What Makes a Painting Good?
What is it that makes a good painting?
Oh my goodness. I’m stumped.
But not for long!
As I gather my whirring thoughts, I see my initial confusion is because it can be many, many things, and every person will have their own ideas of what makes a good painting for them.
I think first of what doesn’t, for me, make a good painting.
I’m not much bothered about the technicalities. Although it’s mildly interesting to read what paint, for instance, an artist uses, they could use the most expensive paint in the whole world and it wouldn’t matter a jot if the painting didn’t sing to me.
And I’m not hugely gripped by the provenance of a painting – where the idea came from, what the artist was feeling, thinking, eating, etc. as she painted. That’s about her, not the painting and not the way the painting and I interact.
So what, for me – and I stress that you may be different because, well , you’re an individual too -
what makes a good painting is whether I am drawn to it.
It’s that word ‘resonance’. Something in the painting reaches out to me. Through what means? I don’t know – directly through my vision and the space between us there is an instant realisation.
I feel as though the painting likes me too, or is calling out to me to appreciate it, or is speaking to me directly. Most often it’s because I’m struck – a bit like falling in love – by its beauty. Yes I know there are other things than beauty in art – but for me, nevertheless, the art that I love is mostly and usually about beauty.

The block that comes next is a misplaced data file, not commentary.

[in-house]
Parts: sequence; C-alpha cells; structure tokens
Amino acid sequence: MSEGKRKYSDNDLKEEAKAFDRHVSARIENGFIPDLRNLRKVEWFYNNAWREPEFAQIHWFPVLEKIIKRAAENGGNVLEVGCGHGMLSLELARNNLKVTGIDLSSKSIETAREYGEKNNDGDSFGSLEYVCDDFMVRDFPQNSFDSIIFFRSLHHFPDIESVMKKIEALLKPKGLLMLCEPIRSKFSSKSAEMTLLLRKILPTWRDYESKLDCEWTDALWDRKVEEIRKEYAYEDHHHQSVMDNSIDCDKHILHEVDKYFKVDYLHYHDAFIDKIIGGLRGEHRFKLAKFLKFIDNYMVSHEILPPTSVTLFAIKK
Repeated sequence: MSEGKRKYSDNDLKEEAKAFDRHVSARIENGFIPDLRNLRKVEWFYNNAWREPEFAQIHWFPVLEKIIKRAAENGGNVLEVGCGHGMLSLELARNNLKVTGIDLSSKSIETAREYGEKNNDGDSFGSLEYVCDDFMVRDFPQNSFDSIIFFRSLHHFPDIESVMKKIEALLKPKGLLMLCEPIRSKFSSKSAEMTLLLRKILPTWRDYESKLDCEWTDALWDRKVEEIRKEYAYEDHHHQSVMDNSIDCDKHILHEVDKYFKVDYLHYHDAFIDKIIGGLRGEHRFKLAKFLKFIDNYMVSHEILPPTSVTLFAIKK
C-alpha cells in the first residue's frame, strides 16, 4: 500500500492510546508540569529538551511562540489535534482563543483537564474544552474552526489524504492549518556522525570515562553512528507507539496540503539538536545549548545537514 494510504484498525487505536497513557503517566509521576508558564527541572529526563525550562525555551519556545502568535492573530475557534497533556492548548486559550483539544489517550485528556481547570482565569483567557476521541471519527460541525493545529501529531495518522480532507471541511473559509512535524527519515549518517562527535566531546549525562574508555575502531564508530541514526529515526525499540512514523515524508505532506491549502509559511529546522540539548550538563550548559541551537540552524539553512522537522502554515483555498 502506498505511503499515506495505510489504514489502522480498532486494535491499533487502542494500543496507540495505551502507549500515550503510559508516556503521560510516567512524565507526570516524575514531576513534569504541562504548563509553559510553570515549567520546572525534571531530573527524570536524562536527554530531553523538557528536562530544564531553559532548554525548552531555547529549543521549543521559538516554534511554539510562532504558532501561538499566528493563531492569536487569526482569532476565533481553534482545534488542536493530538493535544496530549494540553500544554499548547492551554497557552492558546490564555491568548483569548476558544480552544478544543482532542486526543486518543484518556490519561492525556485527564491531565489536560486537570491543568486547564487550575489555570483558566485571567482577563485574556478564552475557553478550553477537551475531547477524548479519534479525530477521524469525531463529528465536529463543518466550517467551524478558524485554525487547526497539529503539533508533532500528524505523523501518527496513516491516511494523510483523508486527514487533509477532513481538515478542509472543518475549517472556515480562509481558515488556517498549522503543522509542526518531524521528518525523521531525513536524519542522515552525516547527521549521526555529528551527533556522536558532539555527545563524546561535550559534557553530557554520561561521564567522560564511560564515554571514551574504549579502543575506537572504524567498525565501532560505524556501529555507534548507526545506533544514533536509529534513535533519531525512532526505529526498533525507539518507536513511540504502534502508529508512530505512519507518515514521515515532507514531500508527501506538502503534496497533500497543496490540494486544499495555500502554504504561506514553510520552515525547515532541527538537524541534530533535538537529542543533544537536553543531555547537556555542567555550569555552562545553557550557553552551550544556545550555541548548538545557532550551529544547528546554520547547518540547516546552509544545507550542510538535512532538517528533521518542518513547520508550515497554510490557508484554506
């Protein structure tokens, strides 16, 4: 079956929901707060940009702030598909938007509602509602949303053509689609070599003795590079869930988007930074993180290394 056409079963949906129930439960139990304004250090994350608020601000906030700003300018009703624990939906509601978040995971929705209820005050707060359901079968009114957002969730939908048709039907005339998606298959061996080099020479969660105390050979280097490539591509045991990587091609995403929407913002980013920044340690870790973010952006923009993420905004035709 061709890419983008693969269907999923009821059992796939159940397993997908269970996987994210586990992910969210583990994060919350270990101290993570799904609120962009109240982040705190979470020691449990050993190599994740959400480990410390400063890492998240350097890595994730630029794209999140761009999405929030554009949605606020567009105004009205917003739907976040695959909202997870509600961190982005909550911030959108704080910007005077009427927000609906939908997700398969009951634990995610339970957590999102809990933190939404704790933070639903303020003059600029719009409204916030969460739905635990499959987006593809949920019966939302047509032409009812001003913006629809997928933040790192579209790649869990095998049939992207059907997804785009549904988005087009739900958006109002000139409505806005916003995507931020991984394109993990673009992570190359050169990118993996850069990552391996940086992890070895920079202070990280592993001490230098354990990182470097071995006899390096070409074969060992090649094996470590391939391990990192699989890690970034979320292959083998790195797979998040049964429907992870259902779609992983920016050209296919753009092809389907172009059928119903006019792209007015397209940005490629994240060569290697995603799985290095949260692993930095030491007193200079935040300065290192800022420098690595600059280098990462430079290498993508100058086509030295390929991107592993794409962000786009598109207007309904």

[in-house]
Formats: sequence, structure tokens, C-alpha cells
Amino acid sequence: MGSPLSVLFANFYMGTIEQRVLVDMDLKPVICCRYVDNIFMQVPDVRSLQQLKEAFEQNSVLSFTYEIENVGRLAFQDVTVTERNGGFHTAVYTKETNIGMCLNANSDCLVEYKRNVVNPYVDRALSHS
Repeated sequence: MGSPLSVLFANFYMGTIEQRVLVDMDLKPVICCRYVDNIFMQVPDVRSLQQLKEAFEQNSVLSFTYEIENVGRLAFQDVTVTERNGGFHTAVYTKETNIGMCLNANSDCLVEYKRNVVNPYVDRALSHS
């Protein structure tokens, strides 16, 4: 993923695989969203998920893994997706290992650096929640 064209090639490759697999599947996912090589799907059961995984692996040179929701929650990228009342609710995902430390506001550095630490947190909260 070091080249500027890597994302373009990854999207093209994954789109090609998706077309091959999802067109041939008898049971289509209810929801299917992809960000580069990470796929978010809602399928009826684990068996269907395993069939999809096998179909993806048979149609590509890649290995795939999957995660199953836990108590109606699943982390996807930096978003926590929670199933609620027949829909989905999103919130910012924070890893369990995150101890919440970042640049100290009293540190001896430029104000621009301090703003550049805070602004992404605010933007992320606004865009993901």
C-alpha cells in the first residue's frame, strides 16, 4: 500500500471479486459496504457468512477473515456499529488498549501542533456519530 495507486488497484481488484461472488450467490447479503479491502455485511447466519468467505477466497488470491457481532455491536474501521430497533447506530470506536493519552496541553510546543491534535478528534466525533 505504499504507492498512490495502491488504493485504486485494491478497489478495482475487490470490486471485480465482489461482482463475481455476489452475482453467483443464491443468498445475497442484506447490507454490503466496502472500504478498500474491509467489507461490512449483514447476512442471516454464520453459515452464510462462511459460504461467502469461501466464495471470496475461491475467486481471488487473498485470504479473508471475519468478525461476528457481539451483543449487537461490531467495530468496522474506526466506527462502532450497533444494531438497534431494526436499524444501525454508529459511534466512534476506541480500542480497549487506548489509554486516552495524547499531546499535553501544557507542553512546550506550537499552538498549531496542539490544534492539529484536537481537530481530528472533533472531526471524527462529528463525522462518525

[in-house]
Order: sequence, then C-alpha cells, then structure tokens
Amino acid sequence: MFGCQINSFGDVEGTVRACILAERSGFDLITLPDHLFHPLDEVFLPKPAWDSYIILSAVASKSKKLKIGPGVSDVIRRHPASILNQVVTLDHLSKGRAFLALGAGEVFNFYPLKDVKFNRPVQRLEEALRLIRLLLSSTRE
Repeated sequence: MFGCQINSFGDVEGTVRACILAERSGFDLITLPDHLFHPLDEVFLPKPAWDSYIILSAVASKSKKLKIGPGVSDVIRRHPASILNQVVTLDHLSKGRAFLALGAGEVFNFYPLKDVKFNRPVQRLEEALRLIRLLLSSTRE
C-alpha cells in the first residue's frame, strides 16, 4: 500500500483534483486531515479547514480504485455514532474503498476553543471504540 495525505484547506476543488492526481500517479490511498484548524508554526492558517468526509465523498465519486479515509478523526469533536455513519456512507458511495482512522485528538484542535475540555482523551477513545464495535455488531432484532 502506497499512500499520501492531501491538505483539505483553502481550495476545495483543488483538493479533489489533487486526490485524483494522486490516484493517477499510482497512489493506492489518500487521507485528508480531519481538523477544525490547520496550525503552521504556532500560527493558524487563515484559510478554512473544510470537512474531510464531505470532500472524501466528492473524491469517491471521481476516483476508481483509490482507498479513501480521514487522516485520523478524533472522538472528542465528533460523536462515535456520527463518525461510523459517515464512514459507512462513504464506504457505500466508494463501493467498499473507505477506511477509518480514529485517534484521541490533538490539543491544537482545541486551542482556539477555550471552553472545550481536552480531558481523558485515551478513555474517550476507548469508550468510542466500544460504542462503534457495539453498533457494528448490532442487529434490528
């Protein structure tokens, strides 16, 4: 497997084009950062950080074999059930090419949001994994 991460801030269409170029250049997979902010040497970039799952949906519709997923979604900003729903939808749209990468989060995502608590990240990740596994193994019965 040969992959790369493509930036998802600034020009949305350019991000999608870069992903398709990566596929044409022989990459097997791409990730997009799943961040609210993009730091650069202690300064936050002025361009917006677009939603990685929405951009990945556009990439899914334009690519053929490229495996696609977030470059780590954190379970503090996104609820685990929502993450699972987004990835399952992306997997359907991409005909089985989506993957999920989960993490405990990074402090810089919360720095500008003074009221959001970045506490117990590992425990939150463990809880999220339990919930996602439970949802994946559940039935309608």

So – usually – what makes a painting for me is that its beauty sings to me and then I’m singing inside too.
I don’t know how this happens and neither do scientists. It feels like the realisation of what ultimately is a kind of love between me and the painting comes through a dimension that we haven’t as yet charted – a bit like telepathy. It causes, for sure, a chemical reaction in our brains, upping levels of the feel good hormones like oxytocin and serotonin, and that translates as new emotions – love, pleasure – sometimes joy.
A memory of this emotion will flood me every time I even think of it. If I can buy the painting and hang it in my house, then it’s an amazing blessing because every time I take the time to notice it and look – really look – at it I’ll get that zing of pure pleasure all over again, and even when I’m not looking at it it’s like having a friend in the room – you like it that they’re there – same with a painting you love.
And the wondrous thing is that it has nothing to do with the art world’s view of a painting. If a painting pleases you, calls out to you, feels like it’s your friend and you’d love to live with it in your home, it doesn’t matter a jot whether it has a 99p start price on eBay or would take several millions of pounds to own. The value is completely in what it means to you and the lasting effect it has on you.
You might love, for example again, its quirkiness, its humour, its mix of colours, the way it was painted, the emotion it’s suffused with, its subject . You may not even know what you love about it or why. You just do.
That’s good enough for me. In fact it’s a miracle.
It doesn’t matter a jot whether anyone else thinks it’s good, - it doesn’t even matter if they pronounce it terrible. That’s their opinion, their stuff, their response.
If you love a painting and can afford it, make it yours because – for you – it’s good.
I wish you the joy of a painting you love.
With love and light, Jenny